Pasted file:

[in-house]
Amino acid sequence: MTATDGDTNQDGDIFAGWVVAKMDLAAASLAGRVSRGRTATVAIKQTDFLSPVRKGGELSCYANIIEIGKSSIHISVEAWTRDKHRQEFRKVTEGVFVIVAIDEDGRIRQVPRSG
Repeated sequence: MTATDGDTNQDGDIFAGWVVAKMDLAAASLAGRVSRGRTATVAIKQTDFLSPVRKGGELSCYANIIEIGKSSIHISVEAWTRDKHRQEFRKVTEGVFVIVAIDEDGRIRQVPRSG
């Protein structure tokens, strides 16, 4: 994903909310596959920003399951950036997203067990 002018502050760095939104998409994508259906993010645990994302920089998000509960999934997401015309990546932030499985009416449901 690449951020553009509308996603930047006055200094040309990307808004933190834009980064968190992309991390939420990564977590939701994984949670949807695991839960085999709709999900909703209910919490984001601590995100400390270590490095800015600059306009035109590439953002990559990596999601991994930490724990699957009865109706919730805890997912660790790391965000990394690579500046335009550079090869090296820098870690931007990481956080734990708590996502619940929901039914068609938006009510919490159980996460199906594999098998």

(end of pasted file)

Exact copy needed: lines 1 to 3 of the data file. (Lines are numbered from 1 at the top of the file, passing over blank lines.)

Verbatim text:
[in-house]
Amino acid sequence: MTATDGDTNQDGDIFAGWVVAKMDLAAASLAGRVSRGRTATVAIKQTDFLSPVRKGGELSCYANIIEIGKSSIHISVEAWTRDKHRQEFRKVTEGVFVIVAIDEDGRIRQVPRSG
Repeated sequence: MTATDGDTNQDGDIFAGWVVAKMDLAAASLAGRVSRGRTATVAIKQTDFLSPVRKGGELSCYANIIEIGKSSIHISVEAWTRDKHRQEFRKVTEGVFVIVAIDEDGRIRQVPRSG